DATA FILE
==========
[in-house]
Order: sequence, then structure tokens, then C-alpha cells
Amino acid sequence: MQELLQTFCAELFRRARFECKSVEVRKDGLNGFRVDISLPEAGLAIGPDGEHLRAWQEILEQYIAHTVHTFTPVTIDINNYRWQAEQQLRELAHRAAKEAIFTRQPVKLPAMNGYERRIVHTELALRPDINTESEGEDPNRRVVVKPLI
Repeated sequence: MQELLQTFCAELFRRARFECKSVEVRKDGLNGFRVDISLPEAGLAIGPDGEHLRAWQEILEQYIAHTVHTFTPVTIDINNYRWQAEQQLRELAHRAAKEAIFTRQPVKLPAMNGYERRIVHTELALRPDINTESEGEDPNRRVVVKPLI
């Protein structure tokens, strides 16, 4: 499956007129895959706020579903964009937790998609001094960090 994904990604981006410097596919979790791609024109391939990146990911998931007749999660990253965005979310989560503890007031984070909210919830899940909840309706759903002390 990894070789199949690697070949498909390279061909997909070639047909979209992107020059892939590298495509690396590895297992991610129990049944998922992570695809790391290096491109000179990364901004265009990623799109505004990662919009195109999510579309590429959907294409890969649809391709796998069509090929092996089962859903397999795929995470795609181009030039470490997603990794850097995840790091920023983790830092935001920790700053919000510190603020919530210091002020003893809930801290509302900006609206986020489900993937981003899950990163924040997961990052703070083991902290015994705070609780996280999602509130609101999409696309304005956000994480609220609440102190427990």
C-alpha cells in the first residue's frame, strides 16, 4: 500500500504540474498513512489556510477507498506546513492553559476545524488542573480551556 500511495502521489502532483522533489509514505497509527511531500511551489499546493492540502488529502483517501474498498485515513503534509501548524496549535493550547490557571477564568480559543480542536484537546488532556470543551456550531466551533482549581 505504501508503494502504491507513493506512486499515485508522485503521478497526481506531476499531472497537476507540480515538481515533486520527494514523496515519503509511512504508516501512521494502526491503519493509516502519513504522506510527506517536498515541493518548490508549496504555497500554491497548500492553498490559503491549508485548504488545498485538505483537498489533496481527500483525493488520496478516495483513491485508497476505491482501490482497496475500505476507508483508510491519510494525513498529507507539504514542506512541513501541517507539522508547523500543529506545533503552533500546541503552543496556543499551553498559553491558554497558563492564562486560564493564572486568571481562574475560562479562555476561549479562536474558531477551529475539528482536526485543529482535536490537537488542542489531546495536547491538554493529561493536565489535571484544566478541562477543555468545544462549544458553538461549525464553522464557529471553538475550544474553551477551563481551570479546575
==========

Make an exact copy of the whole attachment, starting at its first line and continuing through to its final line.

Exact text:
[in-house]
Order: sequence, then structure tokens, then C-alpha cells
Amino acid sequence: MQELLQTFCAELFRRARFECKSVEVRKDGLNGFRVDISLPEAGLAIGPDGEHLRAWQEILEQYIAHTVHTFTPVTIDINNYRWQAEQQLRELAHRAAKEAIFTRQPVKLPAMNGYERRIVHTELALRPDINTESEGEDPNRRVVVKPLI
Repeated sequence: MQELLQTFCAELFRRARFECKSVEVRKDGLNGFRVDISLPEAGLAIGPDGEHLRAWQEILEQYIAHTVHTFTPVTIDINNYRWQAEQQLRELAHRAAKEAIFTRQPVKLPAMNGYERRIVHTELALRPDINTESEGEDPNRRVVVKPLI
């Protein structure tokens, strides 16, 4: 499956007129895959706020579903964009937790998609001094960090 994904990604981006410097596919979790791609024109391939990146990911998931007749999660990253965005979310989560503890007031984070909210919830899940909840309706759903002390 990894070789199949690697070949498909390279061909997909070639047909979209992107020059892939590298495509690396590895297992991610129990049944998922992570695809790391290096491109000179990364901004265009990623799109505004990662919009195109999510579309590429959907294409890969649809391709796998069509090929092996089962859903397999795929995470795609181009030039470490997603990794850097995840790091920023983790830092935001920790700053919000510190603020919530210091002020003893809930801290509302900006609206986020489900993937981003899950990163924040997961990052703070083991902290015994705070609780996280999602509130609101999409696309304005956000994480609220609440102190427990």
C-alpha cells in the first residue's frame, strides 16, 4: 500500500504540474498513512489556510477507498506546513492553559476545524488542573480551556 500511495502521489502532483522533489509514505497509527511531500511551489499546493492540502488529502483517501474498498485515513503534509501548524496549535493550547490557571477564568480559543480542536484537546488532556470543551456550531466551533482549581 505504501508503494502504491507513493506512486499515485508522485503521478497526481506531476499531472497537476507540480515538481515533486520527494514523496515519503509511512504508516501512521494502526491503519493509516502519513504522506510527506517536498515541493518548490508549496504555497500554491497548500492553498490559503491549508485548504488545498485538505483537498489533496481527500483525493488520496478516495483513491485508497476505491482501490482497496475500505476507508483508510491519510494525513498529507507539504514542506512541513501541517507539522508547523500543529506545533503552533500546541503552543496556543499551553498559553491558554497558563492564562486560564493564572486568571481562574475560562479562555476561549479562536474558531477551529475539528482536526485543529482535536490537537488542542489531546495536547491538554493529561493536565489535571484544566478541562477543555468545544462549544458553538461549525464553522464557529471553538475550544474553551477551563481551570479546575